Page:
Chapter 32

The next test involved training dummies, which made Hadjar feel nostalgic. The dummies were positioned on the edges of a trampled, winding path. Each of the dummies was armed with a knife and red paint had been applied to the edge of each blade.

“Your task is to get through the entire course without getting hit more than twice,” the officer announced. “The knives have been blunted, but if the blow is strong enough, you’ll still get badly injured, which will have to be sewn up. Those of you who aren’t confident in your abilities better leave at once. What you’ve shown in the last test is enough to get you into the army as an ordinary warrior. You’ll be able to repeat this exam next year if you’re nineteen years old or less.”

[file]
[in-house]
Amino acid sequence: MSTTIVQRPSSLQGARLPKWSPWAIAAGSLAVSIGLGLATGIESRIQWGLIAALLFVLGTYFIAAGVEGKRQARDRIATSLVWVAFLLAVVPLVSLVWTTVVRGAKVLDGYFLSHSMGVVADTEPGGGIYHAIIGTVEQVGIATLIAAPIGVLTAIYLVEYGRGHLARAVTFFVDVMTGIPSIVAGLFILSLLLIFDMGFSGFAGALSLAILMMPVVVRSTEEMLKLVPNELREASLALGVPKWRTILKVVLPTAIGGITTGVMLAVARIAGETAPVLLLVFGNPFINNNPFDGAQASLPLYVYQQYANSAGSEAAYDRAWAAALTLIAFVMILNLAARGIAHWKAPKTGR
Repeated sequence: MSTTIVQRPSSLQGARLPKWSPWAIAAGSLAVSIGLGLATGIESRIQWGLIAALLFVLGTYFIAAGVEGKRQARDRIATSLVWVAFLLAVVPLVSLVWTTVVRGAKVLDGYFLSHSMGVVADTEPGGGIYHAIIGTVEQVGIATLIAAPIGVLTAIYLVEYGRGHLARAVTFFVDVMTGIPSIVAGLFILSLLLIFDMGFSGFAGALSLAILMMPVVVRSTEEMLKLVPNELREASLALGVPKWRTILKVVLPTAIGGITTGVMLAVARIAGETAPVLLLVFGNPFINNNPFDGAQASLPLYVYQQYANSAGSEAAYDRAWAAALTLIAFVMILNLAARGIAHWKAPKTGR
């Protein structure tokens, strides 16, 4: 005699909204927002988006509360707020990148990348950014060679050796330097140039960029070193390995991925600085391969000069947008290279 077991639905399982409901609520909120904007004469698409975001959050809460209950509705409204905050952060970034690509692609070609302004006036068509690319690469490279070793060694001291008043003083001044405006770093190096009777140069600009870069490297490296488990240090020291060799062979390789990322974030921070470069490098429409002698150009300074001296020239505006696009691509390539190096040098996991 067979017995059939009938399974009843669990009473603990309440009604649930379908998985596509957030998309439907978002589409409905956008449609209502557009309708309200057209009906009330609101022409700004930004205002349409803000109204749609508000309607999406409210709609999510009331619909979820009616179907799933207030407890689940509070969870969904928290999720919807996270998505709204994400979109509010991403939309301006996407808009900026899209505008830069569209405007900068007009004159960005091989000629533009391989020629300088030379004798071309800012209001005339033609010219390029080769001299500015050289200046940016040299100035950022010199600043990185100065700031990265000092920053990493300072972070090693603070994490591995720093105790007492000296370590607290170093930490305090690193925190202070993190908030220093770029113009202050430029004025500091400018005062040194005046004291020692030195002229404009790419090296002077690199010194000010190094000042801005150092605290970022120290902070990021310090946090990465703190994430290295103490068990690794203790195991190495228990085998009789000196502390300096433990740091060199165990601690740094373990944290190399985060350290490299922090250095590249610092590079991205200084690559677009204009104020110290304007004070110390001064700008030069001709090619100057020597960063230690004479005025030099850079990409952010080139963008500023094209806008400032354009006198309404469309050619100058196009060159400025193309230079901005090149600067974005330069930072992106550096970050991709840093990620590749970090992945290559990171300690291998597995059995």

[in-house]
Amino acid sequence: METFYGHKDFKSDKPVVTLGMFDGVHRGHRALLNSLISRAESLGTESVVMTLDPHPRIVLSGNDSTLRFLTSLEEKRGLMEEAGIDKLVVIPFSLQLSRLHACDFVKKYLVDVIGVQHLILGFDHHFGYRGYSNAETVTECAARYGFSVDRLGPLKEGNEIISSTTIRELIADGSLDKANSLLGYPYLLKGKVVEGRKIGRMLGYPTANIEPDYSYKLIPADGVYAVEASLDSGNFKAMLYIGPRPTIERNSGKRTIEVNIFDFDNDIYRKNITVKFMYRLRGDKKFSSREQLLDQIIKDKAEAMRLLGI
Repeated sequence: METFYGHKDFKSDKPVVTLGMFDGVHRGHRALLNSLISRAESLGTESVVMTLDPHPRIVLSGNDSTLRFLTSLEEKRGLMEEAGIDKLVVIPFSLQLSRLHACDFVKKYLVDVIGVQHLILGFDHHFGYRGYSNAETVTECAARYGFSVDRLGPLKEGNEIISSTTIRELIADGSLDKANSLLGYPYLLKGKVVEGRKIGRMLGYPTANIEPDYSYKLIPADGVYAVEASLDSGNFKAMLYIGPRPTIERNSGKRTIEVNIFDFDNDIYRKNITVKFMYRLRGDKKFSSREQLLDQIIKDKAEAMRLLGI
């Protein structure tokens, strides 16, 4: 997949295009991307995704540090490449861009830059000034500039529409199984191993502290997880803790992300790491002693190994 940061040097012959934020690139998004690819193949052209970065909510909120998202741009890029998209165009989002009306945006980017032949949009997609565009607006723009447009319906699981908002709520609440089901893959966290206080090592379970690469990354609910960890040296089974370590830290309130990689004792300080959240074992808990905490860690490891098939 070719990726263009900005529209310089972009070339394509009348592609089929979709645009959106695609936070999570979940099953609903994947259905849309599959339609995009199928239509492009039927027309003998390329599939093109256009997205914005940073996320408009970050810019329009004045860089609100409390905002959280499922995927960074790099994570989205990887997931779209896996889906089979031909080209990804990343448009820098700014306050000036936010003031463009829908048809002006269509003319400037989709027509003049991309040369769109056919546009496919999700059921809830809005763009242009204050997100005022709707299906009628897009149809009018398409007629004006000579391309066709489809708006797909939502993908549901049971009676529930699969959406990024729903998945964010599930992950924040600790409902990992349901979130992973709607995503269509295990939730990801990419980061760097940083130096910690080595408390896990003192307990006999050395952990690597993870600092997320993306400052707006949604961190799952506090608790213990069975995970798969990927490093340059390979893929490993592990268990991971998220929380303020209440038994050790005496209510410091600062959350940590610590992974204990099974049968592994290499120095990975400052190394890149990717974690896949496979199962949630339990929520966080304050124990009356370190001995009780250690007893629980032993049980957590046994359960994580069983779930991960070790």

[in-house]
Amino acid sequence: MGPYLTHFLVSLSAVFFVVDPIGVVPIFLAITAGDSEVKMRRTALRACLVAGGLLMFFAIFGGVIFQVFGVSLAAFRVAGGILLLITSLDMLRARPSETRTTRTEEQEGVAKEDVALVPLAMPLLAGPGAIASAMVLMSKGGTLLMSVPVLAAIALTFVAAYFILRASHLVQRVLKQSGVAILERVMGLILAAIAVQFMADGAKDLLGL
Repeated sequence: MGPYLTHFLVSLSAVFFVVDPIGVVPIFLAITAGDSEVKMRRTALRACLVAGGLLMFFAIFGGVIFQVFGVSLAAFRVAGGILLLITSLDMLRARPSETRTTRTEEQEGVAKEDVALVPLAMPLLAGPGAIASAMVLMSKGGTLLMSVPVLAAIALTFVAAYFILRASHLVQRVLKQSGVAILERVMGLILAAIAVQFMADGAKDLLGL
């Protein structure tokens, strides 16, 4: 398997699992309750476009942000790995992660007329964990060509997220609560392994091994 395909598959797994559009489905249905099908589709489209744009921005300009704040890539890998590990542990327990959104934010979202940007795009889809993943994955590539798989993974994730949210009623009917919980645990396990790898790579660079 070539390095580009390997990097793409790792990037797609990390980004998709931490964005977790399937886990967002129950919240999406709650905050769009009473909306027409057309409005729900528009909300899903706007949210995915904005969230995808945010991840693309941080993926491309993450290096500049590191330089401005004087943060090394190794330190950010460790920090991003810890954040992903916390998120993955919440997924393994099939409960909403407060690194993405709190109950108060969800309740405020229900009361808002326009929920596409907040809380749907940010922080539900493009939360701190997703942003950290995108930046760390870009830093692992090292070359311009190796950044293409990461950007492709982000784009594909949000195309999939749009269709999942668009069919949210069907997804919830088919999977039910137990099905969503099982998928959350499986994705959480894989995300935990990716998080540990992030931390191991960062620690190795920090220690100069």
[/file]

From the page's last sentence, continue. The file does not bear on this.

The officer made sure everyone had time to think about the situation, but no one gave up. Those who’d reached the stage of the Bodily Rivers already saw themselves as future cultivators. And it was very difficult to become a cultivator without proper dedication and motivation. In fact, it was almost impossible.

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That meant all of the people trying out had enough willpower to not be tempted by a bird in the hand.

“Well then, go ahead. This time we’ll start from the back of the line.”

The officer pointed at Hadjar. He stood up, a little disappointed that he wouldn’t be going last this time. He hadn’t had much time to rest.

Hadjar dusted his clothes off and walked over to the obstacle course. While standing next to the course, the officers made several gestures with their hands. A dull, gray glow covered their palms and the dummies sprang into action.

They spun at different heights. Some dummies aimed at the knees, others at the ankles, but the majority was targeting the chest and neck. Sometimes, they changed their speed or the direction of their movements. The mechanical bodies also went up and down in an effort to confuse the person running the course.